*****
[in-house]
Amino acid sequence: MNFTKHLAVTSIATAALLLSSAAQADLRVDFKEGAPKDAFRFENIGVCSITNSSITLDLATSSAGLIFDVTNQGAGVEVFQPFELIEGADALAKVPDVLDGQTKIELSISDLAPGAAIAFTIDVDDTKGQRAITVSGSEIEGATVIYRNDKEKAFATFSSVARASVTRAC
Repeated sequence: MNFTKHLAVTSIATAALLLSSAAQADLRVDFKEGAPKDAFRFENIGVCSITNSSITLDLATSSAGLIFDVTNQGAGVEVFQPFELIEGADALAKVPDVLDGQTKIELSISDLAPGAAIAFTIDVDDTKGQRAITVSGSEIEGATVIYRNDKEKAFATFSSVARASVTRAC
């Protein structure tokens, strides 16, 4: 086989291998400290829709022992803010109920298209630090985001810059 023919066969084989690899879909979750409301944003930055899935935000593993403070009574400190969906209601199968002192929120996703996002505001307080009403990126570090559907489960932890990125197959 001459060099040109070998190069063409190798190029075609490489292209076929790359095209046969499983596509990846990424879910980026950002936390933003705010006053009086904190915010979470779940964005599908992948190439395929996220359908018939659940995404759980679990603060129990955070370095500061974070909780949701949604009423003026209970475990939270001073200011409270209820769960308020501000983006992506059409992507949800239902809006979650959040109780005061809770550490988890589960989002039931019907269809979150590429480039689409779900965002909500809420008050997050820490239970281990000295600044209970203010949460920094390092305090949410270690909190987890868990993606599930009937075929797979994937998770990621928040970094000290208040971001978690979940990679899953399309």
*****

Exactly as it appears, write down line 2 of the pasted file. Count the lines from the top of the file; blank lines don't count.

Amino acid sequence: MNFTKHLAVTSIATAALLLSSAAQADLRVDFKEGAPKDAFRFENIGVCSITNSSITLDLATSSAGLIFDVTNQGAGVEVFQPFELIEGADALAKVPDVLDGQTKIELSISDLAPGAAIAFTIDVDDTKGQRAITVSGSEIEGATVIYRNDKEKAFATFSSVARASVTRAC